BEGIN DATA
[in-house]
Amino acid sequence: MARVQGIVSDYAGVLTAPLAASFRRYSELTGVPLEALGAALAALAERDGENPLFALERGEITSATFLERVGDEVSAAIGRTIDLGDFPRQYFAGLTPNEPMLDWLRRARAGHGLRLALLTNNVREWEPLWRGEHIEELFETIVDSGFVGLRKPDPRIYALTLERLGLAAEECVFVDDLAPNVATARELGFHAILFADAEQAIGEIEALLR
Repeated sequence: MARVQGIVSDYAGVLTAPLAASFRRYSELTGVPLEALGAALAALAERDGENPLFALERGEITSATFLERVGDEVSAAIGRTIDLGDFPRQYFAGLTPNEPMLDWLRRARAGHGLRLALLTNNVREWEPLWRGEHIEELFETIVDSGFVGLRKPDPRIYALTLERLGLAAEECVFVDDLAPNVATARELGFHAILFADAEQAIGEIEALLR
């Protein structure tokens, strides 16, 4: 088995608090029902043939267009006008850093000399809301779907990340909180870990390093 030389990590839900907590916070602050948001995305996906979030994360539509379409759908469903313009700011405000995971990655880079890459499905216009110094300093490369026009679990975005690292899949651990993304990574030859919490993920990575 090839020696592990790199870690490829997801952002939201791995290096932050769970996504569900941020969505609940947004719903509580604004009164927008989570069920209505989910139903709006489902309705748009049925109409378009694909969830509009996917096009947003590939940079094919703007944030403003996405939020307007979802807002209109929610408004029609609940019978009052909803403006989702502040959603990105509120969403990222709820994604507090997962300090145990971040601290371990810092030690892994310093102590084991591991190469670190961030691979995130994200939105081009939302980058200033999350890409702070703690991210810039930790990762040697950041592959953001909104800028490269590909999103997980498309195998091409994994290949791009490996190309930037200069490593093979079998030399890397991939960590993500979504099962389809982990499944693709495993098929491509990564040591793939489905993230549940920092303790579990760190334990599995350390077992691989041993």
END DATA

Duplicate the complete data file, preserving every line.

[in-house]
Amino acid sequence: MARVQGIVSDYAGVLTAPLAASFRRYSELTGVPLEALGAALAALAERDGENPLFALERGEITSATFLERVGDEVSAAIGRTIDLGDFPRQYFAGLTPNEPMLDWLRRARAGHGLRLALLTNNVREWEPLWRGEHIEELFETIVDSGFVGLRKPDPRIYALTLERLGLAAEECVFVDDLAPNVATARELGFHAILFADAEQAIGEIEALLR
Repeated sequence: MARVQGIVSDYAGVLTAPLAASFRRYSELTGVPLEALGAALAALAERDGENPLFALERGEITSATFLERVGDEVSAAIGRTIDLGDFPRQYFAGLTPNEPMLDWLRRARAGHGLRLALLTNNVREWEPLWRGEHIEELFETIVDSGFVGLRKPDPRIYALTLERLGLAAEECVFVDDLAPNVATARELGFHAILFADAEQAIGEIEALLR
């Protein structure tokens, strides 16, 4: 088995608090029902043939267009006008850093000399809301779907990340909180870990390093 030389990590839900907590916070602050948001995305996906979030994360539509379409759908469903313009700011405000995971990655880079890459499905216009110094300093490369026009679990975005690292899949651990993304990574030859919490993920990575 090839020696592990790199870690490829997801952002939201791995290096932050769970996504569900941020969505609940947004719903509580604004009164927008989570069920209505989910139903709006489902309705748009049925109409378009694909969830509009996917096009947003590939940079094919703007944030403003996405939020307007979802807002209109929610408004029609609940019978009052909803403006989702502040959603990105509120969403990222709820994604507090997962300090145990971040601290371990810092030690892994310093102590084991591991190469670190961030691979995130994200939105081009939302980058200033999350890409702070703690991210810039930790990762040697950041592959953001909104800028490269590909999103997980498309195998091409994994290949791009490996190309930037200069490593093979079998030399890397991939960590993500979504099962389809982990499944693709495993098929491509990564040591793939489905993230549940920092303790579990760190334990599995350390077992691989041993």